Ami Vitale, another National Geographic regular, says the job is a lot about sacrifice.
"I literally invest a ton of money myself in the beginning," she says. "Everything I make goes right back into the work."
Editor's Tip: Starting a photography business? Save money and buy quality used gear. You can save hundreds if you buy a used camera and used lenses, and apply those savings to investing in other gear. Better still, a great way to watch your bottom line is to sell or trade in your old gear that you no longer use. Doing so minimizes how much gear you have to keep track of, and if you sell or trade in your gear, you have some spare money to put towards upgrading your kit. It's a win-win!
"I've got to do a few commercial things a year in order to make the documentary work sustainable."
2nd Place – People. PHOTOGRAPH BY YOSHIKI FUJIWARA/ 2019 NATIONAL GEOGRAPHIC TRAVEL PHOTO CONTEST
This photo was taken at a public park at Choi Hung House in Hong Kong. When I visited during the afternoon, it was very crowded with many young people taking pictures and playing basketball. But when I visited at sunrise, it was quiet and a different place. [The area] is [designated] for neighborhood residents in the early morning, and there was a sacred atmosphere. I felt divinity when I saw an old man doing tai chi in the sun.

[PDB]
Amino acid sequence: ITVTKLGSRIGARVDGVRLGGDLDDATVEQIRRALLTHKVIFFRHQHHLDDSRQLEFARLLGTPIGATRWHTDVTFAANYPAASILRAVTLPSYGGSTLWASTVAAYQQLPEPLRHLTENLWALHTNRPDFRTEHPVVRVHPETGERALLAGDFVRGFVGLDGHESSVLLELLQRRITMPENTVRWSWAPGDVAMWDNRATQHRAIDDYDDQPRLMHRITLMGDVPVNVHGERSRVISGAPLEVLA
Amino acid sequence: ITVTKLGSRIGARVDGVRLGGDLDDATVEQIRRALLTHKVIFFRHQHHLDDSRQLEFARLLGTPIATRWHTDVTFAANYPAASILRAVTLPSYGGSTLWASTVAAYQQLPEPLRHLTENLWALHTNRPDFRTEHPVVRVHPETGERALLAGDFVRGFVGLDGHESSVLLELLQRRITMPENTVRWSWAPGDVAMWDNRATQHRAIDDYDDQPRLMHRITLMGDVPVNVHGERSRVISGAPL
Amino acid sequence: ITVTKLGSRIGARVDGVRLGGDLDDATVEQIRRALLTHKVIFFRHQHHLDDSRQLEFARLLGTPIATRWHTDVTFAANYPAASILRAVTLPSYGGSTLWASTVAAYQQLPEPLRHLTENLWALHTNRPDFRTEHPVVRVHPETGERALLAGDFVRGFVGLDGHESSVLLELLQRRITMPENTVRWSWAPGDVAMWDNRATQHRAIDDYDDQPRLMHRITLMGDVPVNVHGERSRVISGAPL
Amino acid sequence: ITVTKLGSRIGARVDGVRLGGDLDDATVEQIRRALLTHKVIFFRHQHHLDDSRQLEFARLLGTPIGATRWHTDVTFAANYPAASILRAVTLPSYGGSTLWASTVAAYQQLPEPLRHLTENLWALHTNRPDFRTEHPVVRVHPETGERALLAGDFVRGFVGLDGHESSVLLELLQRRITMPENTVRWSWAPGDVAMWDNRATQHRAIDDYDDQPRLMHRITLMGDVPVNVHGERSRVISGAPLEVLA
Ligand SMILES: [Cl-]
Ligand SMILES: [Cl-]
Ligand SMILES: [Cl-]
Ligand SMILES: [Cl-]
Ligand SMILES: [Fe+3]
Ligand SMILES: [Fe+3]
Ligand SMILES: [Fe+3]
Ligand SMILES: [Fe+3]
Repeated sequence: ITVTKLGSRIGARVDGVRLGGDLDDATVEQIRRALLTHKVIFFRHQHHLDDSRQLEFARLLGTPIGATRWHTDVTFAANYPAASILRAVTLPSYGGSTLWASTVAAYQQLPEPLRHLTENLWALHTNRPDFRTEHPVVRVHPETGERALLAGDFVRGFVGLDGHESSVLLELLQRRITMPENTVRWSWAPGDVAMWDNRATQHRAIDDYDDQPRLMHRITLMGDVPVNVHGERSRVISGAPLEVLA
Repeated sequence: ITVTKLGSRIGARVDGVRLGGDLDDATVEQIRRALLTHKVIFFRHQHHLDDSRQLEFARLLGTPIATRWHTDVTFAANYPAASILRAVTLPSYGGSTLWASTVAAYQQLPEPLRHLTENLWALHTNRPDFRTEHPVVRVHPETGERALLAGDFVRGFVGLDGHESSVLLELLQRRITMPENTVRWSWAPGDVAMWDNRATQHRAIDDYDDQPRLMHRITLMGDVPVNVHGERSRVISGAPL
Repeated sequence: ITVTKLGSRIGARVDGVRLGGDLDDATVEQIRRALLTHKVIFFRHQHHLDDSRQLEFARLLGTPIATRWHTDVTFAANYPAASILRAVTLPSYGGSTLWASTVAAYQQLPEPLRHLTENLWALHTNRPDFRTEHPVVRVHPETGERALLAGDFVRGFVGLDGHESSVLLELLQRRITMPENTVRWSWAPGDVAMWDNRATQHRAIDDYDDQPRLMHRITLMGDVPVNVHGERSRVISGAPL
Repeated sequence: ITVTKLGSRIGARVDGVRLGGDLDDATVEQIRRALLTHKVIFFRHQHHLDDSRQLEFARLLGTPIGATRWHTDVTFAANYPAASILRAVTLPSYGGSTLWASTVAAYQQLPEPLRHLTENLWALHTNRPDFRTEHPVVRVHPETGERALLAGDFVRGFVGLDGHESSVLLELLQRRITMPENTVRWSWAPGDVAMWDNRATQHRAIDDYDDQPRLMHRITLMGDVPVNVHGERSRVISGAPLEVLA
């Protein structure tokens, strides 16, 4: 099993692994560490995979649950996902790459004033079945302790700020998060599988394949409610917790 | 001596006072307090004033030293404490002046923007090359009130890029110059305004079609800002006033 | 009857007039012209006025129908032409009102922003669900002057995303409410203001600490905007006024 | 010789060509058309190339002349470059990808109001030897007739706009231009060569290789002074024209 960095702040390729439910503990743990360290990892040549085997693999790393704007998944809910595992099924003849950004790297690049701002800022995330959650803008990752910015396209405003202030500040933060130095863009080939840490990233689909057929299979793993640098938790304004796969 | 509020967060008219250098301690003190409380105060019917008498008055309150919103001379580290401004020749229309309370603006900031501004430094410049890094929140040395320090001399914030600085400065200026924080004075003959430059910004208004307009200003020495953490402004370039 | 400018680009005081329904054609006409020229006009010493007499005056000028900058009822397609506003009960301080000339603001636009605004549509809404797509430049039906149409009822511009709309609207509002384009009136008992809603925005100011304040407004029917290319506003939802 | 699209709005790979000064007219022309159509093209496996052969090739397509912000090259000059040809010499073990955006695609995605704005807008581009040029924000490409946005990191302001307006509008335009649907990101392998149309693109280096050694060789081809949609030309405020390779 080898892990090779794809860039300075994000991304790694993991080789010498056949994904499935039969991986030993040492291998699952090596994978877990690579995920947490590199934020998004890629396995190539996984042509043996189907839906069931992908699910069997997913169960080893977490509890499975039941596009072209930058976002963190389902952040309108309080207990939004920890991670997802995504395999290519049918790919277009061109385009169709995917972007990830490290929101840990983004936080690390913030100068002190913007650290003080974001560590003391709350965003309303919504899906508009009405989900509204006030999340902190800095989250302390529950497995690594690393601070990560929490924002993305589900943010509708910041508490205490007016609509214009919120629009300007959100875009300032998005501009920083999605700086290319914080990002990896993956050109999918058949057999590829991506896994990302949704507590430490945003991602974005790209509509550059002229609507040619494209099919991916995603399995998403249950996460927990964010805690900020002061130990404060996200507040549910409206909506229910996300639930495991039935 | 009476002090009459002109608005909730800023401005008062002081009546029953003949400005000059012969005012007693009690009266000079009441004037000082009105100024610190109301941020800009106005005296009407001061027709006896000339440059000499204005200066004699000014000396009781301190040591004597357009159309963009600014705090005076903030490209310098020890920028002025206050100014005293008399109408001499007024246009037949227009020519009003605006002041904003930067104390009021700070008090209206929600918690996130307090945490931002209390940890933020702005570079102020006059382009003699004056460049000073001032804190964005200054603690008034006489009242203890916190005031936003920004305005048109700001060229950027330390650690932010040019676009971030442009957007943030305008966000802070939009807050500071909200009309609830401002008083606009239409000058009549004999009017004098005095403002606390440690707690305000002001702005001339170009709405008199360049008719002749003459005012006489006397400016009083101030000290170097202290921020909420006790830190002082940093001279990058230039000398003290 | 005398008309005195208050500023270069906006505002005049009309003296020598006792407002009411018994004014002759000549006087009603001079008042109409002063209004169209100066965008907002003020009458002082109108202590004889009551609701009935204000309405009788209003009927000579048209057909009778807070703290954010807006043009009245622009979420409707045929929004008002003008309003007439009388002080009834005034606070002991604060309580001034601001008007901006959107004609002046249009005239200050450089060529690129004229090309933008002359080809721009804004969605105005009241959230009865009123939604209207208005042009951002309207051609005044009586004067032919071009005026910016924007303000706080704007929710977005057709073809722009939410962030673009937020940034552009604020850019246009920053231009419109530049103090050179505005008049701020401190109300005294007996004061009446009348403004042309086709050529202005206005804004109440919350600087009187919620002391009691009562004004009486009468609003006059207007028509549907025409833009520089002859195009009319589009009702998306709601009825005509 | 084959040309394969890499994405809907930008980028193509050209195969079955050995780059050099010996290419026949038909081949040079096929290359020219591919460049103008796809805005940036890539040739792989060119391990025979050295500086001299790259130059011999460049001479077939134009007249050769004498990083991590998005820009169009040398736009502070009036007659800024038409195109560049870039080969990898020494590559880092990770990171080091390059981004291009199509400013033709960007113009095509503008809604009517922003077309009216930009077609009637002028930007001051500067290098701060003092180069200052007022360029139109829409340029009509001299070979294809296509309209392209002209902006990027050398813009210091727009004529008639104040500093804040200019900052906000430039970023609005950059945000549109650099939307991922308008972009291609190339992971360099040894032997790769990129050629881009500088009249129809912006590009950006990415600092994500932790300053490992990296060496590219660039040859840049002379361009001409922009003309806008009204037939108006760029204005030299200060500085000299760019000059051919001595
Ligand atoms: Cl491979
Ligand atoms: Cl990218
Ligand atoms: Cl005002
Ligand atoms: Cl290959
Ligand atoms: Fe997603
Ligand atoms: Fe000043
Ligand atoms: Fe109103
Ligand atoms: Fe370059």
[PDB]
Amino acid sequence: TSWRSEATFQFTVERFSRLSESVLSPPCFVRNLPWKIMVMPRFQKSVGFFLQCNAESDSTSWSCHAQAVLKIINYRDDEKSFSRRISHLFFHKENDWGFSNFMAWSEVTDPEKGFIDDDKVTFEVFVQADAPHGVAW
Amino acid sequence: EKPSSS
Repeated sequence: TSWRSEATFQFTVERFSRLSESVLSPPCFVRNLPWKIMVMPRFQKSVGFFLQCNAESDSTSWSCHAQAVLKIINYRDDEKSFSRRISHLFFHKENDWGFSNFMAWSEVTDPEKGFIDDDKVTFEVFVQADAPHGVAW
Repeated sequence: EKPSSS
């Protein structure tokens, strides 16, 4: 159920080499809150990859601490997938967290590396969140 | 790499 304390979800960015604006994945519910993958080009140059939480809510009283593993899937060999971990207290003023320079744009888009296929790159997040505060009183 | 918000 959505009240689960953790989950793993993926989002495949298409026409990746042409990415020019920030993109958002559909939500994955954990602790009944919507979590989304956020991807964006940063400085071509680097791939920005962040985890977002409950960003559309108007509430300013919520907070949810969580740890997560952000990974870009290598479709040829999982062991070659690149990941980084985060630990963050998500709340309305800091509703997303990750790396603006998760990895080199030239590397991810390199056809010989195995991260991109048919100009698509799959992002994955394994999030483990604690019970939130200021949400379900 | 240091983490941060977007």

Vitale is not the only National Geographic photographer who cannot sustain herself on the paychecks from the position. Most National Geographic photographers do commercial work and speaking gigs to supplement their income.
3rd Place – People. PHOTOGRAPH BY JOSÉ ANTONIO ZAMORA/ 2019 NATIONAL GEOGRAPHIC TRAVEL PHOTO CONTEST
Every year on the feast of Saint Anthony the ceremony of the purification of animals, called Las Luminarias, is celebrated in Spain. In the province of Avila, horses and horsemen jump over bonfires in the ritual that has been maintained since the 18th century. The animals [are not hurt], and it is a ritual that is repeated every year. To make the photo, I moved from Seville to San Bartolomé de Pinares because I am very interested in photographing ancestral rites.
If You Still Feel Like This May Be the Job For You...
Listen to one of Nat Geo's most adventurous photographers talk about her insane life before you jump on board.
Via Business Insider and National Geographic